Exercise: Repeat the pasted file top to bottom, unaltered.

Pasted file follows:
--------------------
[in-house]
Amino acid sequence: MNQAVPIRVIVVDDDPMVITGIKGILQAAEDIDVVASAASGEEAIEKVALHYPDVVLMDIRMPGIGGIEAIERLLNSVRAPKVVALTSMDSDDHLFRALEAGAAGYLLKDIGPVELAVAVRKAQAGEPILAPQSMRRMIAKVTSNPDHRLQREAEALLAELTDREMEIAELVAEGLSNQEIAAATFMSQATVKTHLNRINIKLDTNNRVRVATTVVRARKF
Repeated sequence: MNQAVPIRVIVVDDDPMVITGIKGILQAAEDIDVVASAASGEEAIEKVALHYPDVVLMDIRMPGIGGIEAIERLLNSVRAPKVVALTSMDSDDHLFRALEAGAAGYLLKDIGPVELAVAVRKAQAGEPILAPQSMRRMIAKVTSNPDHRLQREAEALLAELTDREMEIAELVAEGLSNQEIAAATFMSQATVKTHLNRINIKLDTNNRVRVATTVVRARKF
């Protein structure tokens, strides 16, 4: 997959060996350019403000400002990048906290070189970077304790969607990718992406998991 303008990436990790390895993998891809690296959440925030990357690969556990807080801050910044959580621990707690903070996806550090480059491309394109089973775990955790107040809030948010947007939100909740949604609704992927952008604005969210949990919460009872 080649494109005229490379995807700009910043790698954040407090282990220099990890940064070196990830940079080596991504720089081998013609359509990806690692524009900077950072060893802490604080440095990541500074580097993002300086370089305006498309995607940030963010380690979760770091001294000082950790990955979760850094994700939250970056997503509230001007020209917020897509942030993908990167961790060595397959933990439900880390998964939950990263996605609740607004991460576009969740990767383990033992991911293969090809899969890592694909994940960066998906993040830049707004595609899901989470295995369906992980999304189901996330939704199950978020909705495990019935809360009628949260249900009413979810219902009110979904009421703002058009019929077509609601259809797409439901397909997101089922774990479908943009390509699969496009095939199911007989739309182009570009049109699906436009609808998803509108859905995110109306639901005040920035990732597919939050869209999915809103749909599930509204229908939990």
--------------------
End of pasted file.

[in-house]
Amino acid sequence: MNQAVPIRVIVVDDDPMVITGIKGILQAAEDIDVVASAASGEEAIEKVALHYPDVVLMDIRMPGIGGIEAIERLLNSVRAPKVVALTSMDSDDHLFRALEAGAAGYLLKDIGPVELAVAVRKAQAGEPILAPQSMRRMIAKVTSNPDHRLQREAEALLAELTDREMEIAELVAEGLSNQEIAAATFMSQATVKTHLNRINIKLDTNNRVRVATTVVRARKF
Repeated sequence: MNQAVPIRVIVVDDDPMVITGIKGILQAAEDIDVVASAASGEEAIEKVALHYPDVVLMDIRMPGIGGIEAIERLLNSVRAPKVVALTSMDSDDHLFRALEAGAAGYLLKDIGPVELAVAVRKAQAGEPILAPQSMRRMIAKVTSNPDHRLQREAEALLAELTDREMEIAELVAEGLSNQEIAAATFMSQATVKTHLNRINIKLDTNNRVRVATTVVRARKF
């Protein structure tokens, strides 16, 4: 997959060996350019403000400002990048906290070189970077304790969607990718992406998991 303008990436990790390895993998891809690296959440925030990357690969556990807080801050910044959580621990707690903070996806550090480059491309394109089973775990955790107040809030948010947007939100909740949604609704992927952008604005969210949990919460009872 080649494109005229490379995807700009910043790698954040407090282990220099990890940064070196990830940079080596991504720089081998013609359509990806690692524009900077950072060893802490604080440095990541500074580097993002300086370089305006498309995607940030963010380690979760770091001294000082950790990955979760850094994700939250970056997503509230001007020209917020897509942030993908990167961790060595397959933990439900880390998964939950990263996605609740607004991460576009969740990767383990033992991911293969090809899969890592694909994940960066998906993040830049707004595609899901989470295995369906992980999304189901996330939704199950978020909705495990019935809360009628949260249900009413979810219902009110979904009421703002058009019929077509609601259809797409439901397909997101089922774990479908943009390509699969496009095939199911007989739309182009570009049109699906436009609808998803509108859905995110109306639901005040920035990732597919939050869209999915809103749909599930509204229908939990």